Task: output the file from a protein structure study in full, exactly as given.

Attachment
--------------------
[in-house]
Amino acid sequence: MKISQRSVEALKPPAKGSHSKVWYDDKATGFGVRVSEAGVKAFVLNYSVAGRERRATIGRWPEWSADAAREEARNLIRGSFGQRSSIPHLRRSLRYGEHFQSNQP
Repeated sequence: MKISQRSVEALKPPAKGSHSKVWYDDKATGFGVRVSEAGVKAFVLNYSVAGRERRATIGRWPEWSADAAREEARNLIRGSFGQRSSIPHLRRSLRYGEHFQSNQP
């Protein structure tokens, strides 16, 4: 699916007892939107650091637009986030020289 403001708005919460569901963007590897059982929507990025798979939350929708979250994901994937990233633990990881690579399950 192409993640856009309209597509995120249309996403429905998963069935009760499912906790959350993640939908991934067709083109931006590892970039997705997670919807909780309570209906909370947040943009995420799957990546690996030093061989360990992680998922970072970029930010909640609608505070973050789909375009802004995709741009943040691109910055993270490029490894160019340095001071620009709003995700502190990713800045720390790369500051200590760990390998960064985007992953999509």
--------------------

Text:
[in-house]
Amino acid sequence: MKISQRSVEALKPPAKGSHSKVWYDDKATGFGVRVSEAGVKAFVLNYSVAGRERRATIGRWPEWSADAAREEARNLIRGSFGQRSSIPHLRRSLRYGEHFQSNQP
Repeated sequence: MKISQRSVEALKPPAKGSHSKVWYDDKATGFGVRVSEAGVKAFVLNYSVAGRERRATIGRWPEWSADAAREEARNLIRGSFGQRSSIPHLRRSLRYGEHFQSNQP
């Protein structure tokens, strides 16, 4: 699916007892939107650091637009986030020289 403001708005919460569901963007590897059982929507990025798979939350929708979250994901994937990233633990990881690579399950 192409993640856009309209597509995120249309996403429905998963069935009760499912906790959350993640939908991934067709083109931006590892970039997705997670919807909780309570209906909370947040943009995420799957990546690996030093061989360990992680998922970072970029930010909640609608505070973050789909375009802004995709741009943040691109910055993270490029490894160019340095001071620009709003995700502190990713800045720390790369500051200590760990390998960064985007992953999509």